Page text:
Execs To Increase Digital Video Ads

Attendance at NewFronts presentations by media advertising executives have resulted in overall interest and long-term revenue gains for new digital video platforms -- but not necessarily near-term “direct” deals.

A study conducted by Advertiser Perceptions for the Interactive Advertising Bureau (IAB) reveals that 80% of those who attended the 2014 NewFront presentations said this resulted in “more spending on original digital video content and/or motivated” an increase in 2015 budgets.

But only about a third -- 36% -- said the marketplace event “has been directly responsible for buy-side attendees’ spend on original digital video advertising over the past 12 months.”

Still, the IAB says this last data point is good news -- representing a double-digit increase of 24% in the NewFronts’ impact on share of spend over the same time period in 2013.



Television business advertising analysts have suggested that the NewFronts presentations have generated strong interest -- TV upfront like presentations by new video/media digital platforms. But few result in specific revenue changes/shifts in traditional TV upfront advertising marketplace that occurs in June-July, where advertisers buy a large share of TV’s advertising inventory for the upcoming TV season.

The IAB study also says nearly 70% of marketing/media agency executives -- 305 buy-side executives -- plan to increase their digital video advertising spending over the next year.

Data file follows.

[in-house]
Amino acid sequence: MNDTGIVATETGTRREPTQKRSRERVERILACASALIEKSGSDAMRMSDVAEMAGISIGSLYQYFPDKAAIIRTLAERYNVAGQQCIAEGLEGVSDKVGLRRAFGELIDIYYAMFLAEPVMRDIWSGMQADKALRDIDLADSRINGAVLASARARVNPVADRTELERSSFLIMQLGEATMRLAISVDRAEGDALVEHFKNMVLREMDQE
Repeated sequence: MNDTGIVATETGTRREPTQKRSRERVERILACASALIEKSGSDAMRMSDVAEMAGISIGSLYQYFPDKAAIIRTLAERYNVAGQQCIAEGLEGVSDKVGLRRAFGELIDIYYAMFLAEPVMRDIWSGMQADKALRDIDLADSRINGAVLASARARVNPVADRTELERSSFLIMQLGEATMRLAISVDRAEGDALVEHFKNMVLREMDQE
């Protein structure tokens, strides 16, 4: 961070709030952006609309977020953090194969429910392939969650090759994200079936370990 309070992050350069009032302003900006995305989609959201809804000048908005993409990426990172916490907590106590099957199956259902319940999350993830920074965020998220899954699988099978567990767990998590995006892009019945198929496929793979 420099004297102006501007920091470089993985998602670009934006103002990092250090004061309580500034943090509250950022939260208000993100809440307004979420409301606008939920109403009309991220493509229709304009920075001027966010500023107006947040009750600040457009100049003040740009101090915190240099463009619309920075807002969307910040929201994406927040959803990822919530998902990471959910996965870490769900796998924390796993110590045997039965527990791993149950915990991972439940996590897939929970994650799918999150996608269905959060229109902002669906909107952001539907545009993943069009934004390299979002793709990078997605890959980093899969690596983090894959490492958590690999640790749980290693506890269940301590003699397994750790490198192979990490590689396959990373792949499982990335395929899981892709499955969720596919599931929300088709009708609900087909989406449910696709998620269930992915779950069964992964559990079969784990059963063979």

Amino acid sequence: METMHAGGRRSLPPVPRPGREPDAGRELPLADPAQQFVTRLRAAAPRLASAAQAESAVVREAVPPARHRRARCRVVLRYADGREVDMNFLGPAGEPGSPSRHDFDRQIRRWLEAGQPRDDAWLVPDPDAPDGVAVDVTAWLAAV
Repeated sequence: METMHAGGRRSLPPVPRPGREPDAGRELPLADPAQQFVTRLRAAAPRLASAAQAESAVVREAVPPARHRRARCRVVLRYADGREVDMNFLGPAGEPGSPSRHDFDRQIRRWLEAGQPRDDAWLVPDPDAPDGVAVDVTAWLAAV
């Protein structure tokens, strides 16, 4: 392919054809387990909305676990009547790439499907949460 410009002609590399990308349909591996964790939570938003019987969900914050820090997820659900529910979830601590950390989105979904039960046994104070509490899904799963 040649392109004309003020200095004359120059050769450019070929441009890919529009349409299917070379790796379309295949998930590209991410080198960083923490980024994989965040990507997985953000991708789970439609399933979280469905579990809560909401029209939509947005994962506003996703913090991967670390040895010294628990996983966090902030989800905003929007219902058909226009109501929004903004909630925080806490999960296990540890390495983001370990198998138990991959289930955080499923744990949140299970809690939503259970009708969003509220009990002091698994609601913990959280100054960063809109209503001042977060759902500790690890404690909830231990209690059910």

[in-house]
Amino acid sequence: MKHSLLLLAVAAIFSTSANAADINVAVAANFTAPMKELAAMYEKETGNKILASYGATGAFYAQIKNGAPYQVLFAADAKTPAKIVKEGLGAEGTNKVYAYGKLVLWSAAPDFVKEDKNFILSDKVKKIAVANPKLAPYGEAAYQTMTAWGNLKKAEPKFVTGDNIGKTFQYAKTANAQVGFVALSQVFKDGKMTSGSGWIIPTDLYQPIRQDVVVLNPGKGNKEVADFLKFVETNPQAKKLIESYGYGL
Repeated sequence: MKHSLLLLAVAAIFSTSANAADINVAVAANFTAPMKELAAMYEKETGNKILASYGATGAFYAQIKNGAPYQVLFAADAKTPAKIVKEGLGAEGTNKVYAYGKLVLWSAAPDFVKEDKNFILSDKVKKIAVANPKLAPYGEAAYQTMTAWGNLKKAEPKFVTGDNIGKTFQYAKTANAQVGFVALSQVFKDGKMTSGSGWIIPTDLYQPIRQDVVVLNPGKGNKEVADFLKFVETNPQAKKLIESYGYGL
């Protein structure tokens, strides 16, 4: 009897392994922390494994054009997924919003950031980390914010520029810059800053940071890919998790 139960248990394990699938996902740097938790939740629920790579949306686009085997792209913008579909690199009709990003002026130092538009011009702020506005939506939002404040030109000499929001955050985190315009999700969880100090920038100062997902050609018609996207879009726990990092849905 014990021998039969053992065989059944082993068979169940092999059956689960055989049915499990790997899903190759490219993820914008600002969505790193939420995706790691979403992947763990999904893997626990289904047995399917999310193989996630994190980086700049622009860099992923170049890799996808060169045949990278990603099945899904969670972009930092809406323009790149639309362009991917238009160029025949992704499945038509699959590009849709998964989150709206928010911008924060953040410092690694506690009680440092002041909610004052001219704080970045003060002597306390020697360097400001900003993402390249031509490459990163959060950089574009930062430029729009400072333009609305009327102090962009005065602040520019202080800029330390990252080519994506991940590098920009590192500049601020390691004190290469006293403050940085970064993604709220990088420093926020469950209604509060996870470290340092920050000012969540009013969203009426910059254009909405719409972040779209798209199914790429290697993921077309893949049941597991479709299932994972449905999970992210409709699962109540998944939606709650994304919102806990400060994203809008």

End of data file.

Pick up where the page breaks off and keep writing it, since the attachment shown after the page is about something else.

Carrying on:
The research surveyed 305 marketer and agency executives online from March 26 to April 9, 2015 -- executives involved in digital video or TV advertising decision-making at a company responsible for $1 million or more total ad spend in 2014. More than half of the participants (53%) were at a senior level.

1 comment about "Execs To Increase Digital Video Ads".
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  1. SC Roddy from WP Carey , April 28, 2015 at 1:42 a.m.

    It's very interesting to me that more money is being funelled into online video advertising and less is being spent in TV. This coincides with another important trend -- more and more consumers are watching their television online or on delay. The only TV programming that holds some real live equity anymore is sports. News to a certain degree, particularly morning programming is still consumed live, but otherwise almost all TV is watched through online streaming services. This represents a change in the business models and content producers are desperately attempting to monetize it. Those who do not watch online are often watching on DVR, which makes the value of TV ads go way down, since the consumers are skipping right through them. It seems every 2:00 video you watch online you must watch a :30 commercial for, a far worse ration than the :45/:15 ratio on TV.

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